Bleeding profusely in the chest area, Diana was transported to the La Pitie-Salpetriere in southwestern Paris, where doctors operated and then applied heart massage for two hours.
But they failed to get her heart going and Diana died from internal bleeding stemming from major chest and lung injuries, said Dr. Bruno Riou, head of intensive care at the hospital.
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Monday, September 1 4:04 PM EDT
By Paul Majendie
LONDON (Reuter) - Princess Diana declared just hours before she died that she had found true happiness with Dodi Al Fayed and planned to withdraw completely from public life.
Close confidants said on Monday they had never known her so content and fulfilled now that she had a new man in her life. Wedding bells were being forecast.
"They were, to use an old but priceless cliche, blissfully happy," said Daily Mail journalist Richard Kay who talked to Diana on the phone just six hours before she died.
Kay, a close confidant of the princess for the past five years, said: "She told me she had decided radically to change her life.
"She was going to complete her obligations to her charities and to the anti-personnel landmines cause and then around November would completly withdraw from her formal public life."
Bubblingly enthusiastic in their last phone conversation, she told Kay how she was looking forward to seeing her sons again -- future king William, 15, and Harry, 12.
"I'm coming home tomorrow and the boys will be back from Scotland in the evening," Diana said. "I will have a few days with them before they're back at school," she added.
Andrew Morton, whose best-selling book on Diana first revealed the heartbreak behind her failed marriage to Prince Charles, said the princess was "just a fingertip away from the happiness she craved."
"She was just a breath away from the new life she was attempting to build for herself," he said.
Morton said Diana had a new sense of purpose and inner resolve: "New love, new life, new hope."
Diana's body was flown home on Sunday to lie in a royal chapel. Her millionaire companion was buried just hours after the Paris car crash that killed them both.
Dodi Al Fayed, son of Harrods department store tycoon Mohamed Al Fayed, had been seen over the years with a succession of beautiful women draped over his arm in high society playgrounds.
But Al Fayed's spokesman Michael Cole said Dodi planned to spend the rest of his life with Diana.
Cole had warned Dodi about being seen with too many other beautiful women in case they could be rumored to be new girlfriends.
"Dodi turned to me and said 'Michael, I will never have another girlfriend'."
And that is why Diana's closest friends found it even harder to come to terms with her sudden death at 36.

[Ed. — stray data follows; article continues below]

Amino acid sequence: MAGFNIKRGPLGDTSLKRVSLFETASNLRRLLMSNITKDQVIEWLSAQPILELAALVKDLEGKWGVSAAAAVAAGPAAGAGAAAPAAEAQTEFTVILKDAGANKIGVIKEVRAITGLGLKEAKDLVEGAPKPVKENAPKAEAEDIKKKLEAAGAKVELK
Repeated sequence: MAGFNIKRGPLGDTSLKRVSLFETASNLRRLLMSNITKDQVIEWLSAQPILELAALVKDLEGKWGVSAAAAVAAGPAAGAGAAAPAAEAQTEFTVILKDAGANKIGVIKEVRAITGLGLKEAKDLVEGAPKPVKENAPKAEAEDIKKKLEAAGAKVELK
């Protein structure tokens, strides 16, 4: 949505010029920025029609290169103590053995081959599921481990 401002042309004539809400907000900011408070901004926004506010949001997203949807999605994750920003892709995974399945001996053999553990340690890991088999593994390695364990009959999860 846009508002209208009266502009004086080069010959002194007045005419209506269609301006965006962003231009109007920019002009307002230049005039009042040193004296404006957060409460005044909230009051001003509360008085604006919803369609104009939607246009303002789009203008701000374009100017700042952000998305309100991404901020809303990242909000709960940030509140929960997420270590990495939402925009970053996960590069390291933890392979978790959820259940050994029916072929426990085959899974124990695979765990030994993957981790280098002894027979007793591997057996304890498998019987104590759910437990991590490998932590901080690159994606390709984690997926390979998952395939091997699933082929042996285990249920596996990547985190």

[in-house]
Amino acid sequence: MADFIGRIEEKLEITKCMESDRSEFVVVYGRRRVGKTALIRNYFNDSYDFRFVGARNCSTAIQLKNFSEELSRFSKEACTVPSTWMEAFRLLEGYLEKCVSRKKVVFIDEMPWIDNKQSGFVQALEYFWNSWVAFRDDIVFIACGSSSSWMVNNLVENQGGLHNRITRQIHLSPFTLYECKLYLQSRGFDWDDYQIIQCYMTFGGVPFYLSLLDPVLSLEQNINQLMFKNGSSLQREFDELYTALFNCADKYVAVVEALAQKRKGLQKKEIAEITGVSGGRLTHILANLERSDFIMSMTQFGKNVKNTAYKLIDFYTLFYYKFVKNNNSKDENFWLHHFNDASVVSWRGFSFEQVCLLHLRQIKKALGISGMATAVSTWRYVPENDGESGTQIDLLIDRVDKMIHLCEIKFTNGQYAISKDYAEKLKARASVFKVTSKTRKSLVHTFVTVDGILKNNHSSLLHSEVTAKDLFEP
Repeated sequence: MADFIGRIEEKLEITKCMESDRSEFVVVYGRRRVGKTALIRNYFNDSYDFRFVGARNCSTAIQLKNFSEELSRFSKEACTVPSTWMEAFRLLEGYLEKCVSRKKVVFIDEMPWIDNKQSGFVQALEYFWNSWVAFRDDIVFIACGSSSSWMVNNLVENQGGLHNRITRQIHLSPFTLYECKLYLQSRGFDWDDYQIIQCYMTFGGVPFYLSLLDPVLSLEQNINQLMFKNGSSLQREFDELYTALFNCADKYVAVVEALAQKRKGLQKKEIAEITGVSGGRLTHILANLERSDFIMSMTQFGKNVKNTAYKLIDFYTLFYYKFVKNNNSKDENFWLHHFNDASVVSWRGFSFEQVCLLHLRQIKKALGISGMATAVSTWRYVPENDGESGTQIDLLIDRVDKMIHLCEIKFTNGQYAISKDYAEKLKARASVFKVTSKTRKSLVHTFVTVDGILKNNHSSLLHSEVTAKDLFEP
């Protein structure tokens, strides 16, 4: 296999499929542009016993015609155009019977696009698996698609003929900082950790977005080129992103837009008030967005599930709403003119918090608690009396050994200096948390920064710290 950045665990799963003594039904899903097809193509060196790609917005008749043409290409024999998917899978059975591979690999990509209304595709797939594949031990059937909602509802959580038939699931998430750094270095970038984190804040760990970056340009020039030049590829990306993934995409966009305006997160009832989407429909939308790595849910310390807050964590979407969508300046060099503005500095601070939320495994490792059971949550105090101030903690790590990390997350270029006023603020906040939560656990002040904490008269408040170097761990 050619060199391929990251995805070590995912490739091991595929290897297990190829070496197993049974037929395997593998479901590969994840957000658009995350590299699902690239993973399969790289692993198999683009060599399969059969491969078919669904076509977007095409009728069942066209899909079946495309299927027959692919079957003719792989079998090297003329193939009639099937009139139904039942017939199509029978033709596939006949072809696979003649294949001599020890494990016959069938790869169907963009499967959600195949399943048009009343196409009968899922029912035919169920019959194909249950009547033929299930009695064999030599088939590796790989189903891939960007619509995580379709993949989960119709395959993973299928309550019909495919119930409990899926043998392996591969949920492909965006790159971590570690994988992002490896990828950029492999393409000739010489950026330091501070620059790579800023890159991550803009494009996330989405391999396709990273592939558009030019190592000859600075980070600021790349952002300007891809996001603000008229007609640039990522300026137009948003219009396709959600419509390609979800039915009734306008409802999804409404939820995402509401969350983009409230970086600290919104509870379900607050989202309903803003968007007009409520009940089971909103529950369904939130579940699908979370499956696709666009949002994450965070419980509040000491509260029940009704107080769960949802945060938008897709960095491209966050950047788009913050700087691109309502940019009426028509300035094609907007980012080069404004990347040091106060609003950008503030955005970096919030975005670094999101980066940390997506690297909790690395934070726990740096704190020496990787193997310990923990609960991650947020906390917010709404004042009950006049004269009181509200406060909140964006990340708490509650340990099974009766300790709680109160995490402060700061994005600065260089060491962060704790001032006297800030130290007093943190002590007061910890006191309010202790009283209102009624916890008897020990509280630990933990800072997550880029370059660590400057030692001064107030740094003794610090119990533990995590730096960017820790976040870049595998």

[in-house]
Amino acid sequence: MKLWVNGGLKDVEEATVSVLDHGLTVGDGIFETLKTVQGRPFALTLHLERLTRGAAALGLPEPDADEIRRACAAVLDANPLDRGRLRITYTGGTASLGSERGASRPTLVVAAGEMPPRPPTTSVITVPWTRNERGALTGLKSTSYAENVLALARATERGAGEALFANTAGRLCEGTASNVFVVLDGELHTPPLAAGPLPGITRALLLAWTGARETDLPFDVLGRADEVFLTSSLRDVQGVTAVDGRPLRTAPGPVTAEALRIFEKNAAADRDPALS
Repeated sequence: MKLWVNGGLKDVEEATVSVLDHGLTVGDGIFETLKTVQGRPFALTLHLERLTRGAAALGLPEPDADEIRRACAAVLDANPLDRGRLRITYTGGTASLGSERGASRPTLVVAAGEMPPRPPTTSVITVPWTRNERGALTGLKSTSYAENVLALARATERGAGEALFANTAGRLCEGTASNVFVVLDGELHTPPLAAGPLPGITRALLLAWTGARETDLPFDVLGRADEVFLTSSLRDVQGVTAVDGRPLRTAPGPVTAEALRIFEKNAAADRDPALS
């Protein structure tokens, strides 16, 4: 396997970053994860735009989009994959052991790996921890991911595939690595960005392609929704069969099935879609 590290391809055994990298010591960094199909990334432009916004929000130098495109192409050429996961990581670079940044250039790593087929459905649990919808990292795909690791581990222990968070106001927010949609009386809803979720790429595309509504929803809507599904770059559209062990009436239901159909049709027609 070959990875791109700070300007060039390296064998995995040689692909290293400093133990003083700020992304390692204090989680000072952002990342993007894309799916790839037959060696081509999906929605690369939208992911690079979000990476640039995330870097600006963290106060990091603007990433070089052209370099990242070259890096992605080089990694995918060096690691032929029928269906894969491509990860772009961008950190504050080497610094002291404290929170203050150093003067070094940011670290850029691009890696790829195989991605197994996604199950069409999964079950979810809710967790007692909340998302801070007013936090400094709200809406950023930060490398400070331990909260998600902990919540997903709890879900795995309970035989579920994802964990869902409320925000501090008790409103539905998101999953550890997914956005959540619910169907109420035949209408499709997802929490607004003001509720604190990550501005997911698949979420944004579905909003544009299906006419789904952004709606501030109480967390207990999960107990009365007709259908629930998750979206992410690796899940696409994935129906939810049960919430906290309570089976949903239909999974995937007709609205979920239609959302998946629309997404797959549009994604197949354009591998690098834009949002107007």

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Tuesday September 2 10:08 AM EDT
WASHINGTON (Reuter) - Kelly Fisher, the model who claims she was dumped by Dodi Al Fayed in favor of Princess Diana, said Tuesday he might still be alive if he had not broken up with her.
"Dodi was my best friend for over a year and we were engaged since November," Fisher told NBC's "Today" show. "He was my best friend. I never got to talk to him."
When asked by NBC what was the one unanswered question she had for Fayed, who died Sunday in a car crash in Paris with the princess, Fisher, after a long pause, said: "Why didn't we just stay together? None of this would have happened. None of it."
She told the network she felt "devastated" over Fayed's death, and that she was happy for him in the last months of his life.
"I just feel devastated that Dodi is dead. I can't even believe it. At least he was happy in the last months of his life with Diana."
Fisher announced Monday that she had dropped a breach-of-contract suit she filed against Fayed on Aug. 14 alleging he had not lived up to financial promises.
Two weeks earlier, a tearful Fisher broke down at a news conference in Los Angeles at which her attorney, Gloria Allred, announced the suit.
The lawyer said the 31-year-old model had been emotionally "left at the altar" after pictures of Al Fayed and the princess were published around the world.
In addition, she said, a $200,000 check he gave her had bounced.
The princess and Al Fayed died Sunday after a car crash in Paris as the black Mercedes Benz vehicle they were riding in was being followed by photographers.
The driver of the car apparently lost control and hit a concrete post by the River Seine.
Diana and Al Fayed had been the focus of frenzied media attention for the past month after photographs showed the pair embracing on a Mediterranean holiday.
Fisher, in the NBC interview, said the media were "terrible" and called them "an invasion," but said Fayed did not ever express his distaste for or felt threatened by them.
"The paparazzi is terrible. I mean they're standing outside of my door right now with TV cameras and they are an invasion."
In London, a spokesman said Harrods department store owner Mohamed Al Fayed is "utterly desolate" at the death of his son Dodi alongside Princess Diana and wants a full investigation.
"Mr. Al Fayed is utterly, utterly desolate...It's a very difficult time," spokesman Michael Cole said.
Dodi died after he left his father's Ritz hotel in Paris with Diana, who he had wooed and seemingly won in a love affair which shocked and fascinated the world.
Attention is now being focused on who was to blame for the fatal crash -- with the finger of suspicion first pointed at photographers before news that the couple's driver had drunk the equivalent of at least a bottle of wine.
"We condemn in the strongest terms" drunken driving in any circumstances, said Cole.
"I haven't come here to excuse the inexcusable. What we want to see is the fullest possible examination and investigation into all the circumstances and that is in everybody's interest," he told Sky television.